How terrible is it to fail at something? I guess it would depend on how badly you want it, whatever it is.

I have a real bad habit of talking myself out of things. I make the grandest arguments for how and why I never wanted to get or do or see the whatever is in question, to the extent that I am so relieved that I didn’t try for it because what if, horror of horrors, I had achieved it! Then I’d be stuck with something or doing something that I never even wanted. At some point I thought it was something I should want to do and so perhaps I should try to do it, but am I doing it because I actually want to? Or because I think I should? And my brain, which is supposedly on my side, will make the argument “I’m a rebel, I don’t do things because I should! I do things because I want to!” And so I don’t do it and my brain high fives me, convincing me that we’re alright.

Of course, by this point I’ve completely forgotten that perhaps the origin of the whole thing, was a desire to do something. Nope, my brain has tumbled that tidbit into the ether, never to be thought of again. I’ll pass it off as the casual suggestion made by someone who really doesn’t know what they’re talking about, at least when it comes to me. It’s an insane spiral of delusionary thinking that my mind enters into so completely and so comfortably that I barely notice it happen.

I drove to the audition for music school last year with so much swagger and confidence that I barely paid attention while doing the ear and written quiz, so convinced was I that they were going to be so impressed with my playing it wouldn’t matter that I couldn’t remember what the difference between a triad and an arpeggio were or if the two are even terms one uses with regard to music (They are and I did, but that was about all I did).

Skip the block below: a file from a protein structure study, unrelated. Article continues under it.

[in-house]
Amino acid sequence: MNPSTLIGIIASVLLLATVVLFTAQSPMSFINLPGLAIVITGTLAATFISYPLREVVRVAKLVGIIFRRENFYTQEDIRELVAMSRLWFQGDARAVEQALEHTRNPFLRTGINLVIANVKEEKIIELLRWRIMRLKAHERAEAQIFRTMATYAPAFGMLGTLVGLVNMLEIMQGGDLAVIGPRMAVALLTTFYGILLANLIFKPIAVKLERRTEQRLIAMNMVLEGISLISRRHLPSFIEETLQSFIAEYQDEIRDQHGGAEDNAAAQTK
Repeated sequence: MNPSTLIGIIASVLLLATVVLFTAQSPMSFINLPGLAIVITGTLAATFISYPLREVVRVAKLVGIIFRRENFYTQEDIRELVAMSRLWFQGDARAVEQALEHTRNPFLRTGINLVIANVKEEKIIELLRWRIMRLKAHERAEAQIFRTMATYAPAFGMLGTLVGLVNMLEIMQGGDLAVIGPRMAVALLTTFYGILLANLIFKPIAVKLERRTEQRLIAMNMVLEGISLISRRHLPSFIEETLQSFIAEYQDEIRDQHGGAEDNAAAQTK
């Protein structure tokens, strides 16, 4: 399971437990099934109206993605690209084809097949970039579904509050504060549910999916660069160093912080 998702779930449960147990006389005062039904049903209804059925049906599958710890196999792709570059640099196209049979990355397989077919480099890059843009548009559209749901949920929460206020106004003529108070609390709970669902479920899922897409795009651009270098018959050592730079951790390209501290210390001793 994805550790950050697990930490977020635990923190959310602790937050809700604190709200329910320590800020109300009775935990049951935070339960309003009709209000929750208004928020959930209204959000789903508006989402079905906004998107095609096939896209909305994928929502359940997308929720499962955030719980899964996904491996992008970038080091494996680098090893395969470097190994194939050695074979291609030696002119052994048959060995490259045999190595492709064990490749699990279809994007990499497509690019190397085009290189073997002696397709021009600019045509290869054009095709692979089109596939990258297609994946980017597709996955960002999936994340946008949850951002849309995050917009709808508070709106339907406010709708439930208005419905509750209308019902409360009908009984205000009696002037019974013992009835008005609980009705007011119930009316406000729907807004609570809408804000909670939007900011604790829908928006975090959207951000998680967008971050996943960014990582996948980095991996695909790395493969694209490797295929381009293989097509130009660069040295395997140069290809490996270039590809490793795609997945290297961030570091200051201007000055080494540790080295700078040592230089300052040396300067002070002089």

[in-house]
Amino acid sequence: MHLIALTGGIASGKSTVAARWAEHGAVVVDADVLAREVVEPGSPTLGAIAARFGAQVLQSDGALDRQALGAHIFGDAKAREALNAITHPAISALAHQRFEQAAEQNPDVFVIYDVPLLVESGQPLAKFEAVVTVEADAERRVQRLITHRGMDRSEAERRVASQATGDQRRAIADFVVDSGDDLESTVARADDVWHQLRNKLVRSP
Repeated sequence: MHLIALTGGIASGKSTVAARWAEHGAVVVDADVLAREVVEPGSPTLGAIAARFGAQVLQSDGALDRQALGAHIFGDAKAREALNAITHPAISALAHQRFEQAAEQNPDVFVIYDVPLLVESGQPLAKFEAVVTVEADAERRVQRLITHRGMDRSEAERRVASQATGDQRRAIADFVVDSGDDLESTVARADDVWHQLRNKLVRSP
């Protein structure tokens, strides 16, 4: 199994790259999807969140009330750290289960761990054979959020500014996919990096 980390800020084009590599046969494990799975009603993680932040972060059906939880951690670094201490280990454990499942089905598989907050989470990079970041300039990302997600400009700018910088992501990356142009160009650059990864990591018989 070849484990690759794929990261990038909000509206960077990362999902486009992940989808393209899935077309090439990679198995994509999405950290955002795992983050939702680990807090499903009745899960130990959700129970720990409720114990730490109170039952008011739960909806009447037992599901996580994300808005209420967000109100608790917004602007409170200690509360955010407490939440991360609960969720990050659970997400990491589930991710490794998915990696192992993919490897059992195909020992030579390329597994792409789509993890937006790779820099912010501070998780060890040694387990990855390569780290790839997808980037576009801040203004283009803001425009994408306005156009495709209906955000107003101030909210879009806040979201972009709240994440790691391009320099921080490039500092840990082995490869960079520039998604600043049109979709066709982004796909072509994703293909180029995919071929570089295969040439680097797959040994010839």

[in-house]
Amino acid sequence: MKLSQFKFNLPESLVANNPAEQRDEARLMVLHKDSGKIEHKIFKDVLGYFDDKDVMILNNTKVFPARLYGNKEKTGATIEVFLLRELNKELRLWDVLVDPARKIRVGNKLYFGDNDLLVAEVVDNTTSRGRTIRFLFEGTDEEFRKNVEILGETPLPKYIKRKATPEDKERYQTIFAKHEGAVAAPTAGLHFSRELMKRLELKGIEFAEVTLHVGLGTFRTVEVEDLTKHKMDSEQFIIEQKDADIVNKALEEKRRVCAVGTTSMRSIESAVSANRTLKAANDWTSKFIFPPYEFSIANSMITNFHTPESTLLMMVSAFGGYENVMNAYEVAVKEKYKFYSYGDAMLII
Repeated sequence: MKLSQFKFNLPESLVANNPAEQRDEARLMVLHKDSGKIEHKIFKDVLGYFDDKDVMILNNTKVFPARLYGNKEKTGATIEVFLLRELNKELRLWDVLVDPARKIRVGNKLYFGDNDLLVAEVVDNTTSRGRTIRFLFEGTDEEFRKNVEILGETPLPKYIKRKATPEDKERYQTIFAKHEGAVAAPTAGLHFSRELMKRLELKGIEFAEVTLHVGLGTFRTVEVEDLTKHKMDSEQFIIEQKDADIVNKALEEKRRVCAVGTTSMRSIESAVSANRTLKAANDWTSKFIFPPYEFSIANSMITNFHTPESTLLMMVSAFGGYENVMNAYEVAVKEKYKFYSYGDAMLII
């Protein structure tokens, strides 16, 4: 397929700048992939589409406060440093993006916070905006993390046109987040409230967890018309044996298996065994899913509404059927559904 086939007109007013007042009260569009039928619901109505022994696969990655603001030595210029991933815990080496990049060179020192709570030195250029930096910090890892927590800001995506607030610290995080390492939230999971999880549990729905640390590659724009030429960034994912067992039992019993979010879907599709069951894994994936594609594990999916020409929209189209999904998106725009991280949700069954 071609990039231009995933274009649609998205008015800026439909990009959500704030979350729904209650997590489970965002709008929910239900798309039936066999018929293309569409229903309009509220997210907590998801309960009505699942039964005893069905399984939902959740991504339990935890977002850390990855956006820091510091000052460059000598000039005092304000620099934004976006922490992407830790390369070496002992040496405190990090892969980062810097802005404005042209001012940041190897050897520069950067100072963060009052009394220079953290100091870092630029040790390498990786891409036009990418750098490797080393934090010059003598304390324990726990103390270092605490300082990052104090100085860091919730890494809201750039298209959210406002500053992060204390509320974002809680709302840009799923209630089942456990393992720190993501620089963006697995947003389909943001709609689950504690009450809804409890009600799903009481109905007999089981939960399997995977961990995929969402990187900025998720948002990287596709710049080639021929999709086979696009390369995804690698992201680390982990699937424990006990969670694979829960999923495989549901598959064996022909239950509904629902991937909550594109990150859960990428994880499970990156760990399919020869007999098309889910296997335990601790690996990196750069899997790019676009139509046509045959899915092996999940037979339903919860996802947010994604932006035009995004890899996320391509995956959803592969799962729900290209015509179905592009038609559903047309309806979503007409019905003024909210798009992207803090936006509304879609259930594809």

Cut to a teary eyed Trish leaving the building, humbled and filled with self loathing, shocked and appalled that I could have forgotten how to play the piano in such a short time. By the time I got back to Ymir, 30 km later, I was laughing and relieved. I had (nearly) forgotten the humiliation of playing so badly in light of my brain convincing me I had never really wanted to go to music school anyway. Especially not one as uptight as a place that wouldn’t even accept students who couldn’t play music very well. Wait, what? I actually at one point convinced myself it had never been my idea to go. It didn’t last long, but it was one of the tactics my brains used to make myself feel better. And that was an instance of something I actually tried to do. It makes me wonder how many things I’ve started to think about doing that never even made it past the preliminary stages.

All of this is leading up to the possibility that I’m going to attempt to talk myself out of auditioning for cabaret tonight. So far, the so what argument is winning. “There’s only 17 roles and there are over 60 people auditioning!” “You’re living with a cat right now and your nose is perpetually stuffed up to some extent!” “You haven’t managed to track down the sheet music for the song you’re going to sing so you’ll have to sing it acapella, if they’ll let you do that!”  “You might not get a part!”  “There might be something moderately entertaining on television right around that time!” “You’ve never auditioned for anything and you might suck at it!”

So what?

If I do try and I get a part, yay! If I do try and I don’t get a part, maybe they’ll tell me what I can do for the next time. But if I don’t try, I can’t fail. And there are countless websites out there documenting how failure can be just as epic as success sometimes. It’s all dependent on how much flair you put into it. But if there’s no try, there’s no fail, epic or otherwise and perhaps a little more failure in my life is necessary.  because that will mean that I’m trying